- The disputed domain name wholly incorporates the GOLDEN GOOSE trademark, along with the descriptive term “pro”.

- The Respondent has no rights or legitimate interests in respect of the disputed domain name. The Complainant has never authorized the Respondent to file and/or register and/or use in any manner whatsoever the Complainant’s trademarks.

- The Respondent has registered and has been using the disputed domain name in bad faith. Indeed, the Respondent is selling – at rock-bottom prices and using the GOLDEN GOOSE trademarks – “Golden Goose” counterfeit products.

- Thanks to the disputed domain name, the Respondent manages to deceive Internet users into believing that the website to which it resolves belongs to the Complainant and that it is selling original “Golden Goose” products. The fact that the Respondent uses – without any authorization – images illegitimately taken from the Complainant’s website further confirms this conclusion.

- There is no doubt, therefore, that the Respondent has registered and has been using the disputed domain name for the sole purpose of causing confusion among consumers, trying to “replace” itself to the Complainant selling Golden Goose counterfeit products.

As a consequence, the Complainant requests that the disputed domain name be transferred to the Complainant.

B. Respondent

The Respondent did not reply to the Complainant’s contentions.

6. Discussion and Findings

Pursuant to paragraph 4(a) of the Policy and 15 of the Rules, the Panel shall grant the remedies requested if the Complainant proves that:

(i) the disputed domain name is identical or confusingly similar to a trademark or service mark in which the Complainant has rights; and

(ii) the Respondent has no rights or legitimate interests in respect of the disputed domain name; and

(iii) the disputed domain name has been registered and is being used in bad faith.

Pursuant to paragraph 4(a) of the Policy and 15 of the Rules, for this purpose the Panel shall decide the Complaint on the basis of the statements and documents submitted and in accordance with the Policy, the Rules and any rules and principles of law that it deems applicable.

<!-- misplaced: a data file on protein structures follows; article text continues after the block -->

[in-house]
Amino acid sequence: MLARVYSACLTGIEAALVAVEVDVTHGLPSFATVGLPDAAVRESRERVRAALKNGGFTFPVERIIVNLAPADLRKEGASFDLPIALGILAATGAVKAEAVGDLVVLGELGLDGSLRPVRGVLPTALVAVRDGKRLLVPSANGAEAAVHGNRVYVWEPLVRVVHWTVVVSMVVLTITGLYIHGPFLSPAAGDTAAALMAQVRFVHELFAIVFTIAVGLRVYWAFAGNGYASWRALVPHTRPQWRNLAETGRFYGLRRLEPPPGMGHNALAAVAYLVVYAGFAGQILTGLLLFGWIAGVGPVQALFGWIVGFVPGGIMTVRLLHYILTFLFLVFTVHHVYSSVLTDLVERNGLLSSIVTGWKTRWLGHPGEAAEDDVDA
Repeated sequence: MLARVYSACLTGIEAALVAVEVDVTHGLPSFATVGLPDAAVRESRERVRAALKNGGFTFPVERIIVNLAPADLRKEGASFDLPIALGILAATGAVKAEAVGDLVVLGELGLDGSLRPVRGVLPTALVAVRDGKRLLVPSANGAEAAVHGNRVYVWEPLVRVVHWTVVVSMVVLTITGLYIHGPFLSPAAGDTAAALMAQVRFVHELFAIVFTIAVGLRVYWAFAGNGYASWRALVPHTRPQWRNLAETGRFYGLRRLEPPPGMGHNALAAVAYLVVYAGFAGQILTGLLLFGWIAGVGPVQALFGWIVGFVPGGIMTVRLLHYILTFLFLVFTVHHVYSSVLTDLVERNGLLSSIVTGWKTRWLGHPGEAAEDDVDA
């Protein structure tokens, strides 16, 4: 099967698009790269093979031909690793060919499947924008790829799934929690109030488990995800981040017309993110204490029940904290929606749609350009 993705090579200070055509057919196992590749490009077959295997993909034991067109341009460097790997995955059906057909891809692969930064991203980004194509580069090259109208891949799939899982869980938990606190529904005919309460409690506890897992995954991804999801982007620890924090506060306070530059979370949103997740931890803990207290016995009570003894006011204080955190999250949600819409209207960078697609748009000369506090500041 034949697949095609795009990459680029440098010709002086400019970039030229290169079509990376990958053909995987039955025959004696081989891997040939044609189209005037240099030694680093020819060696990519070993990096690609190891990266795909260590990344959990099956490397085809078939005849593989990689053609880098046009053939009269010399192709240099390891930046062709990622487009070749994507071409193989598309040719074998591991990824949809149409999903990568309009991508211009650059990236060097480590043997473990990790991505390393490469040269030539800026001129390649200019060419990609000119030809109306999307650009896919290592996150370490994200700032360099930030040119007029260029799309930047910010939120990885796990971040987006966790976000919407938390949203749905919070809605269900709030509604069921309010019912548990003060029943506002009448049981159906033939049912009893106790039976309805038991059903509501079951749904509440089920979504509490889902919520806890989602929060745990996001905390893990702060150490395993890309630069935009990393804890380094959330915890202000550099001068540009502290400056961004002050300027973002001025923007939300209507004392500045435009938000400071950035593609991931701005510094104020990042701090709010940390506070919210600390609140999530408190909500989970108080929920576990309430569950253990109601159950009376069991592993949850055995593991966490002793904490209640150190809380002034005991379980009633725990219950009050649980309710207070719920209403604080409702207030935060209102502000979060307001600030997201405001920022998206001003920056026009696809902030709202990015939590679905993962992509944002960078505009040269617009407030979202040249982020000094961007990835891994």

A. Identical or Confusingly Similar

The Complainant has trademark rights for its company name and house mark GOLDEN GOOSE. Evidence of the well-known character of this trademark has been provided.

The disputed domain name wholly incorporates the Complainant’s trademark GOLDEN GOOSE with the additional term “pro”, that can be considered as descriptive (normally used for “professional”). The GOLDEN GOOSE trademark is clearly recognizable within the disputed domain name.

As stated in Crédit Industriel et Commercial v. Manager Builder, Builder Manager, WIPO Case No. D2018-2230:

“The disputed domain name incorporates the CIC trademark in its entirety. Numerous UDRP panels have recognized that incorporating a trademark in its entirety can be sufficient to establish that the disputed domain name is at least confusingly similar to a registered trademark (see e.g., PepsiCo, Inc. v. PEPSI, SRL (a/k/a P.E.P.S.I.) and EMS Computer Industry (a/k/a EMS), WIPO Case No. D2003-0696). Moreover, it has been held in many UDRP decisions and has become a consensus view among panelists (see WIPO Overview of WIPO Panel Views on Selected UDRP Questions, Third Edition (WIPO Overview 3.0, section 1.8), that where the relevant trademark is recognizable within the disputed domain name, the addition of other terms would not prevent a finding of confusing similarity under the first element of the UDRP. Accordingly, the addition of the term ‘banks’, which even is the English translation of the French term ‘banques’ as it is reflected in the Complainant’s CIC BANQUES trademark, does not avoid the confusing similarity arising from the incorporation of the Complainant’s CIC trademark in the disputed domain name.”

The Panel therefore finds that the disputed domain name is confusingly similar to the Complainant’s GOLDEN GOOSE trademarks as provided under paragraph 4(a)(i) of the Policy.

B. Rights or Legitimate Interests

The Complainant has established based on the facts set out above a prima facie case that the Respondent has no rights or legitimate interests in respect of the disputed domain name. Having done so, the burden of production shifts to the Respondent to come forward with appropriate evidence demonstrating rights or legitimate interests (see WIPO Overview 3.0, section 2.1). Given that the Respondent has defaulted, he or she has not met that burden.